Over the counter medication.  It may be aspirin, AlkaSeltzer, cold medication, or something else.   This helps make sure I’m not only well stocked, but things stay rotated as too.

Preps

Something First Aid.  BandagesAntiseptic Cream.  Coban. Boxes of surgical gloves.  Sterile guaze.  Butterfly strips.  Trauma scissorsMedical reference books.  Fish Antibiotics.  Travel Wipes.

Socks

Bottled Water.   Cause, seriously.

Toilet Paper

Crisco.  The three brick pack to be specific.  No, it’s not the cheapest way to procure the stuff.  *blush*  HOWEVER, I fill a half gallon canning jar up with the pricey little gems, vacuum seal it, and it lasts WAY longer than the cans of Crisco last on my shelves.  And while I’ve read can burn (even rancid) cans of Crisco in an emergency for light, I’d rather not.  Shoot me.

Flashlights and light sticks

Batteries

Maps of your area.

Compass

Sewing supplies.  Needles.  Thread.  ElasticItems to make  repairs with, and items to create new products too. 

Baggies and Garbage Bags

During the year, I’ll switch things up.  If I’ve met my goal in one area, I’ll replace that with a new one.    None of these things are expensive and there’s always something from each category on sale.  You’ll list of things will look different from mine, as we each work to meet the needs of our families.

It really IS possible to prep SIMPLY and a little bit at a time.

*Affiliate Links have been added to this post. 

Renegade Survivalists

It seems as though one’s dedication to prepping is directly proportional to how far out in the boonies one is willing to hide themselves away.  You can’t reach the gold star level of prepping until you’ve removed yourself from a city setting and relocated to an area that is a few warm bodies short of being a  ghost town.  With a medically fragile son, our family will never be able to pack up our wagons and head into the final frontiers of Idaho, Wyoming, or Montana.   We’re adapting in place.  Suburban homesteaders that, if necessary, could put our son in his adaptive wheelchair and transport him on foot to the nearest medical center.  We’re renegade survivalists.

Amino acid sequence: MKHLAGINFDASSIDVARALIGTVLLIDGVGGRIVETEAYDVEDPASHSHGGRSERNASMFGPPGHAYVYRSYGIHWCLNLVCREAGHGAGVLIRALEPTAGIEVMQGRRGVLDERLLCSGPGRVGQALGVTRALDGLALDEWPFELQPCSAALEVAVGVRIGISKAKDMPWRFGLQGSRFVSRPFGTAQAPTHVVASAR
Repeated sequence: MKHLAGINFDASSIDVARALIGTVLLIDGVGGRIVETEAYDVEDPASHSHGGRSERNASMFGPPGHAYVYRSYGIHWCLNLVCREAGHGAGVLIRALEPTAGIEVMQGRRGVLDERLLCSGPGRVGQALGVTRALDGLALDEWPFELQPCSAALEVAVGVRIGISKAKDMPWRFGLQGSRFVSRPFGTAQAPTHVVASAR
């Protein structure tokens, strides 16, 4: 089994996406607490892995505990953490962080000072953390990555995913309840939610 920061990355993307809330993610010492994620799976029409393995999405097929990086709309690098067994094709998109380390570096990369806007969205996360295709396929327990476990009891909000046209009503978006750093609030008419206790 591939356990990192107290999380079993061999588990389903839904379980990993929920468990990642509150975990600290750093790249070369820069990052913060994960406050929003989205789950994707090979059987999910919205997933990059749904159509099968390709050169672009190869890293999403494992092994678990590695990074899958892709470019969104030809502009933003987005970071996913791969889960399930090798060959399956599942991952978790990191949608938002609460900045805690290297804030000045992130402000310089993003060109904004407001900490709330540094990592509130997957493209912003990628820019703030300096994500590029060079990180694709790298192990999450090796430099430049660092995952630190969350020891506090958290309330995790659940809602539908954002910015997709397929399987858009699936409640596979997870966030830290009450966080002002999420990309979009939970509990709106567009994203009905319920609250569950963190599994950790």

Where I live there a belief in a  ‘Call Out.’  A large group of people  believe that one morning there will be a knock at their door telling them to load up their go bags, foam clothing, white tents, cook stoves, water storage, medic bags, and  years of vittles, into  their trailers and follow the buses up the mountains where they will be hidden from the armies invading from the East and West.

Renegade Survivalists

Nope.  Our family of Renegade Survivalists are working on creating a bug in plan.   We’ll continue to pay off our debt while working to prepare for a variety of emergencies.  But we won’t do it alone.  We’ll do it within a community of like minded neighbors will also be bugging in.  Neighbors that will watch each others backs.  Friends that believe in prepping for a few extra that might not have had the opportunities to prep for themselves.  I’m fortunate to live in a community that has been taught the importance of being ready for the unexpected.

Each Wednesday I meet with a neighbor and  sweet friend,  to work together to build our food storage and other items of self reliance.   We’ve calendared out our year month by month by topic starting with our greatest needs.  We work independently during the week, then meet again to compare progress, go on purchasing trips, and encourage each other to keep going.  We help each other prepare bulk purchases for long term storage.  We run through possible scenarios and bounce ideas off of each other.

My married kids, and parents all live close.  We have our plans in place for what to do if the SHTF at a time that everyone is at work.  My parents have everything at their home that Parker would need during a long emergency.  They are also Renegade Survivalists.

When I read about WWII what stands out to me is that there wasn’t just one way families survived.  There were many individuals through their own ingenuity made survived the war.   Making use of what they had available and relying, if needed, on trusted family and friends, they were able to hold on and find themselves still alive when the war ended.